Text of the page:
I remember an issue with a new client's site where everything had gone to hell with the last IT provider closing down and them left with very little information. I had to try and access the servers via OOB (can't remember if it was iDRAC or iLO) and also access the Cisco PIX via the SDM because there was no console cable (I was unprepared for the Cisco as they had said it was a 'D-Link' when asked) and the telnet seemed to be disabled and SSH didn't work - probably wasn't setup properly.

Cue SDM only working with an older Java and the iDrac/iLO only working with a newer version . . .

Oh the fun.

But these are the situations you can find yourself in.

1
0
Silver badge
Unhappy

Re: Firefox

You don't have to use Java for HP's these days, you can use .net as well.

Feel free to choose which one you want to lock into.

2
0
Silver badge

Re: Firefox

Ha!

I believe it was Dell which but yes, you're right - choose your poison.

0
1
Facepalm

Just use a better browser. What's the big deal?

2
3
Silver badge
Facepalm

The "better browsers" BREAK the antiquated-yet-irreplaceable plugins on which your business relies. What's your answer to an antiquated-yet-irreplaceable piece of custom software that's too expensive to replace yet so insecure and rickety it can break at any moment?

3
0

Who has written such a thing for Chrome??? When I said better browser I meant better than Chrome. It's horrible.

8
3
Silver badge

@Charles 9

In all honesty, the best bet - where possible - is to set up some VMs running an older version of the browser (set to not update) deployed as a published app and then lock down those VMs as much as possible.

How much you can sandbox it all really depends on the app itself and of course many need access to all manner of local and remote resources that seriously restrict what you are able to do to secure it.

And, again, this is 'where possible'. You have to have the infrastructure and licenses and so forth and an app that will even work this way. But, where you can isolate the application to a couple of VMs accessed via a published app, this may be the best option.

Many, many businesses run legacy software due to complex interdependencies that render the necessary upgrades prohibitively expensive.

Bringing it back to my previous comment about cloud software, I saw an instance recently where a client had some staff stuck on an older OS due to a piece of legacy software that, to be compatible on newer a client OS would require a full upgrade through the back-end, costing, well, a lot. It was a piece of software they had largely migrated from but that was still essential for several specific staff.

The department signed-up for a new cloud-based application that, for whatever reason, required the use of several (unsigned, of course) ActiveX plugins and thus would only work with Internet Explorer. Now, while these plugins were compatible with IE 8 (the latest version that runs on XP), the website itself was coded such that it required IE 10. It would load, more-or-less, in IE8 but much of the navigation and many of the windows and functions would display incorrectly or flat not work.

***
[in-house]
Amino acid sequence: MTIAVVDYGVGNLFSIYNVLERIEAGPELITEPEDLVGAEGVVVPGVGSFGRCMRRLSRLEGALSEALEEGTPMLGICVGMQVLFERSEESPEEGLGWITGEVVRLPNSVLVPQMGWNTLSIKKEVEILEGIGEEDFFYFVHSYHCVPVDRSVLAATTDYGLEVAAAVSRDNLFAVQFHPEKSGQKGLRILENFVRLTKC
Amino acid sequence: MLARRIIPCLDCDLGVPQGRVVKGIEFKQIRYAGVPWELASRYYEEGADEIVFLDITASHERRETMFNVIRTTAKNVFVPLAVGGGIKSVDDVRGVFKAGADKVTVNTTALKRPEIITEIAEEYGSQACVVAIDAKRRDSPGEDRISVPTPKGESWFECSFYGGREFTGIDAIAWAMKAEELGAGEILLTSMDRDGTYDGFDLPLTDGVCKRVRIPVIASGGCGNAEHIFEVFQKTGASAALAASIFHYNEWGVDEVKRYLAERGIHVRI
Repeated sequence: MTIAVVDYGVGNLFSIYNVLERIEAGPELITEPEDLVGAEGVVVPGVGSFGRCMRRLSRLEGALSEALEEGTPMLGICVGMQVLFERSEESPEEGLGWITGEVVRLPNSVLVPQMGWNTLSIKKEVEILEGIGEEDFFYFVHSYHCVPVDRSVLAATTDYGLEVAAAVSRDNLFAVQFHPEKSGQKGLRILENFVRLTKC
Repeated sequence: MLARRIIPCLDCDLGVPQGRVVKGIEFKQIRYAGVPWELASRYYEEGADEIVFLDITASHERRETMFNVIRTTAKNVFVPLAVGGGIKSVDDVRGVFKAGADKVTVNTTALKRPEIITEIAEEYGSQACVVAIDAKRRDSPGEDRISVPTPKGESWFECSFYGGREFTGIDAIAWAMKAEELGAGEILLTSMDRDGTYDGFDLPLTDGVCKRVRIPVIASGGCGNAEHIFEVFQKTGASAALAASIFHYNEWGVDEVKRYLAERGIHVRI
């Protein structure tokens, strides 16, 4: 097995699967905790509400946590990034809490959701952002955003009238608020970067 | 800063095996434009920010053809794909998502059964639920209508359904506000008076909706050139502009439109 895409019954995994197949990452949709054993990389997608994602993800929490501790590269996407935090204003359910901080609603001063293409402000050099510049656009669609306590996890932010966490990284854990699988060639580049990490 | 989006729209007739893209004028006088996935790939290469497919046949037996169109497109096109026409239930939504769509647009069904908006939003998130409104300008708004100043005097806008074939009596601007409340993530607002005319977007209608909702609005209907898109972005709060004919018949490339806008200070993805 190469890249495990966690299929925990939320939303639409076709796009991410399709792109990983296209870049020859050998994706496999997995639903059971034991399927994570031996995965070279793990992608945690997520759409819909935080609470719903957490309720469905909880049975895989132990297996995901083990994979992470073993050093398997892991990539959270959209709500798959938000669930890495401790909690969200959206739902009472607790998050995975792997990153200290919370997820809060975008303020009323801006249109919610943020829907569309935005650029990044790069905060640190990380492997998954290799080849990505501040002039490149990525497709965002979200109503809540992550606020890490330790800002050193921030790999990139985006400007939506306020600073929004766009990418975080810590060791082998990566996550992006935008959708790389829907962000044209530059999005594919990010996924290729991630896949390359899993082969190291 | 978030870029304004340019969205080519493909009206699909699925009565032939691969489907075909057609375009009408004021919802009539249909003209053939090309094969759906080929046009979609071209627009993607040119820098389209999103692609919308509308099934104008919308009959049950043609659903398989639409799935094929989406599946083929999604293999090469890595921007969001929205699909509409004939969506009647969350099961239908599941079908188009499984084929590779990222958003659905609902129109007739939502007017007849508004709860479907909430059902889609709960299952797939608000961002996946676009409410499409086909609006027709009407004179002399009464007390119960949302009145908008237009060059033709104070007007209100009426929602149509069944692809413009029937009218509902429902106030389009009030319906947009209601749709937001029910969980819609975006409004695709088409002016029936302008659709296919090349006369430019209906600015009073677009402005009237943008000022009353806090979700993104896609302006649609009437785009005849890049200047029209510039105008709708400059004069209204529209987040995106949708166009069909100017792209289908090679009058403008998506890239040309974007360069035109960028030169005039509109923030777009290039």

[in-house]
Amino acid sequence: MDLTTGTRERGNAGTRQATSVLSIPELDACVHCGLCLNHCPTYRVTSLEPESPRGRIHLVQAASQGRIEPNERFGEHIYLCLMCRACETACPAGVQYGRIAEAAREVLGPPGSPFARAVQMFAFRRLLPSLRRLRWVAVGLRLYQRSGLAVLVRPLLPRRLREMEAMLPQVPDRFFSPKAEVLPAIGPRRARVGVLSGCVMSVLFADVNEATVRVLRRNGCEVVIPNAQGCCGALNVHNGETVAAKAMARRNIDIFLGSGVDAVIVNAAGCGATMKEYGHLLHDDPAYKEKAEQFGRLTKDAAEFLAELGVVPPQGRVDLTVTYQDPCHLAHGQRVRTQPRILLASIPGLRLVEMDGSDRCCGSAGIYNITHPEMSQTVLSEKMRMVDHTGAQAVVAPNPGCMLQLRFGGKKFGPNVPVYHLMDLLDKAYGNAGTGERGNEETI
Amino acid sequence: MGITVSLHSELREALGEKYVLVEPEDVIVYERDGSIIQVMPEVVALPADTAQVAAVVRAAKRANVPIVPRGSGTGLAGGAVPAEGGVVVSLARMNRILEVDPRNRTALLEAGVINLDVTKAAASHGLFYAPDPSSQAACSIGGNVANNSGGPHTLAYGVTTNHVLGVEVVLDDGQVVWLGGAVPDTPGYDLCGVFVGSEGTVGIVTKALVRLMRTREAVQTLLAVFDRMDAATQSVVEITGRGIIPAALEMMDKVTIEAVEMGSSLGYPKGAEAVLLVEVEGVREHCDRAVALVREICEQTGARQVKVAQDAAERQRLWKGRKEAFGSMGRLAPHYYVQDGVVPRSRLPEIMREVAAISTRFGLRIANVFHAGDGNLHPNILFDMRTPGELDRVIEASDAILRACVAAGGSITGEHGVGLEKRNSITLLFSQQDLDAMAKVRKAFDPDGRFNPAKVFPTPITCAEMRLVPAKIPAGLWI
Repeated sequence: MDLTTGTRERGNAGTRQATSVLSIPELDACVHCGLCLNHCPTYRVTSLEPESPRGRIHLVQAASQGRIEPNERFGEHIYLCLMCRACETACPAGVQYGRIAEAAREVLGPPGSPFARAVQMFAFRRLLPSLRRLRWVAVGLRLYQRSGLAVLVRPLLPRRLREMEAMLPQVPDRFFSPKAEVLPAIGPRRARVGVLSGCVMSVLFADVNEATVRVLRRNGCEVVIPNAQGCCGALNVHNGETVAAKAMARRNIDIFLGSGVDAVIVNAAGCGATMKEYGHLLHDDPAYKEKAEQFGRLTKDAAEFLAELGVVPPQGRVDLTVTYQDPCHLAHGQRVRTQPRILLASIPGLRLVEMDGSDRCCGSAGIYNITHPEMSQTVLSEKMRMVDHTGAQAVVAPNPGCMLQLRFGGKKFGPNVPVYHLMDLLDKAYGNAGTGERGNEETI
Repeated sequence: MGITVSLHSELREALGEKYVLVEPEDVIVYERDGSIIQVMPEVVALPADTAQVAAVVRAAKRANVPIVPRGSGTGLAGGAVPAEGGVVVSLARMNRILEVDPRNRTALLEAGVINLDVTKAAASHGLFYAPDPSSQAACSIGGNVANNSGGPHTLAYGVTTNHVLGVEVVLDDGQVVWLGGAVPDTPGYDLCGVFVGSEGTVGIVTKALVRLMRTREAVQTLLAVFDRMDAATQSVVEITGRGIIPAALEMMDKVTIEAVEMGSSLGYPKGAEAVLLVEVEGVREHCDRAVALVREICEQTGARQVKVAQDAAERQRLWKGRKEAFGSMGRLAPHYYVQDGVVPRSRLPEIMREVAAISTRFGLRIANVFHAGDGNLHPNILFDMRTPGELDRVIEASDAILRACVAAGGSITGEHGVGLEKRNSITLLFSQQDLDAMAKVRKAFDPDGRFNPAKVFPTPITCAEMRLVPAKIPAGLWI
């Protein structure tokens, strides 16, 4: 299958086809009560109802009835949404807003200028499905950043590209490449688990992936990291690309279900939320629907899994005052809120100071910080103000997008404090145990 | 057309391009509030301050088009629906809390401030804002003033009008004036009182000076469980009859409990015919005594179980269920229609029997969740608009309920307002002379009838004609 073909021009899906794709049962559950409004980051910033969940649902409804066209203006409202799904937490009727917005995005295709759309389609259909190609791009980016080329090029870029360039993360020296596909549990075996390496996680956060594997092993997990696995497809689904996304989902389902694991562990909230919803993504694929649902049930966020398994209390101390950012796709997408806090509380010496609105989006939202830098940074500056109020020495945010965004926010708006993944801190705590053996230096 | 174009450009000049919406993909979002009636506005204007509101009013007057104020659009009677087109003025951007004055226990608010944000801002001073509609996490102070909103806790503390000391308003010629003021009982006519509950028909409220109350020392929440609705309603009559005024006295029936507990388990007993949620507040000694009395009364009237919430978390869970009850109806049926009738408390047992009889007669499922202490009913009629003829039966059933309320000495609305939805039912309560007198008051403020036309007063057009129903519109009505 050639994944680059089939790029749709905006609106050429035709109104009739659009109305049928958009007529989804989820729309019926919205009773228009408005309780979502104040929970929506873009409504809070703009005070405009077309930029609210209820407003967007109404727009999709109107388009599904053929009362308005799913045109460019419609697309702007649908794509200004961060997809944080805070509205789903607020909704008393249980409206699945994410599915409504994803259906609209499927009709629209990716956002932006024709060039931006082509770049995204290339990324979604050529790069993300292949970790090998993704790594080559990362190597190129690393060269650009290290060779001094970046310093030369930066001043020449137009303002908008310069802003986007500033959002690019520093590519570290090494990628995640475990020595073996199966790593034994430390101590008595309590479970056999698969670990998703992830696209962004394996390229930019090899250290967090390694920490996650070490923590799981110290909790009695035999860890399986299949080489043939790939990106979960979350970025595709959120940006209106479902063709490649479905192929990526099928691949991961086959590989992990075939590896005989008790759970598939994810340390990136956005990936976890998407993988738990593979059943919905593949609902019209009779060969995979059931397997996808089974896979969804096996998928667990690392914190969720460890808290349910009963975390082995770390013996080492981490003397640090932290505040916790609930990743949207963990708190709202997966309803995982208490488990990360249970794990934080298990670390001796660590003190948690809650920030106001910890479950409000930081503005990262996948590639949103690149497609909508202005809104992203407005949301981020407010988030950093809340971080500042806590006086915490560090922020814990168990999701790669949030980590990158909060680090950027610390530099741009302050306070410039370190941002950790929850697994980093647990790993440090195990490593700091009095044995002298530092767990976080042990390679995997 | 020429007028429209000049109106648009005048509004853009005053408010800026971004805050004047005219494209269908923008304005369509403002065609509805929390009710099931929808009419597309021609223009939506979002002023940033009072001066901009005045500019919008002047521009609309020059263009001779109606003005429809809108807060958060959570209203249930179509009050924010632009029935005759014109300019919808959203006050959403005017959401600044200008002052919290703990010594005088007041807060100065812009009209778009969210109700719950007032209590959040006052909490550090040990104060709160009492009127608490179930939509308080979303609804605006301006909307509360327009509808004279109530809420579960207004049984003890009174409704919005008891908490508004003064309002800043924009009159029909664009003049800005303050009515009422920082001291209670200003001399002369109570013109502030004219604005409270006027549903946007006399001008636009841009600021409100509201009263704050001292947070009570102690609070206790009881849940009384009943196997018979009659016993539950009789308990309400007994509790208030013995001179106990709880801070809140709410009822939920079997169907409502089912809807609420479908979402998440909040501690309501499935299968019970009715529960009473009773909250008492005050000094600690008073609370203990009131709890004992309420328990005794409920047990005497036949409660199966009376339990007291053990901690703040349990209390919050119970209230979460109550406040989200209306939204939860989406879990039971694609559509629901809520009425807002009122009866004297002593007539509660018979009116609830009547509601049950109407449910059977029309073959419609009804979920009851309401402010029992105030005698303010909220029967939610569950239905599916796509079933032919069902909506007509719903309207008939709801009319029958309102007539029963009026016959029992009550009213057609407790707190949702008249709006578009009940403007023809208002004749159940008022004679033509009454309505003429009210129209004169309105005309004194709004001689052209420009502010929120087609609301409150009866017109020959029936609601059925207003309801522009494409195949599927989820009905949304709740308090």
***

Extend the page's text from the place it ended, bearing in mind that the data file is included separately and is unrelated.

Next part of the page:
Thankfully, most of the parts that required the plugins did work well-enough in IE8 that these people could use them but, unfortunately, getting to those pages and section just didn't work as the menus wouldn't load. So, those poor users ended up running Chrome and IE side-by-side and would navigate to pages with Chrome and then copy and paste URLs (many of which contained record identifiers and so change for each item) over into IE, where they could then run the functions against those records.

For a while they would try to use a spare PC and we trialled using a KVM to control 2 PCs as well as setting up VirtualBox but in the end we sold them a remote desktop server setup so that it was easier for the users - as they were quite peeved by this time.

Of course, we couldn't run the legacy application on that as the license didn't support deployment in that manner and, given that the client was running an old version and they hadn't maintained support (as they couldn't install updates anyway!), the vendor insisted that they either pay their 4 years back-support - for the whole install (originally 10 licenses) despite there only being 3 people using it currently or else they would need to upgrade to the new version to obtain the required licenses to install on a TS - which would be moot at that point, anyway.

Of course, the contract for the new cloud application was signed without any involvement with their in-house IT or us (we were performing high-level support to the in-house team) as the salesperson had told them all that there was "typically no need to involve the IT department" as it didn't require any software installations. Before we knew there was a problem, the client was in for a 24 month contract and had already migrated their data into the new system.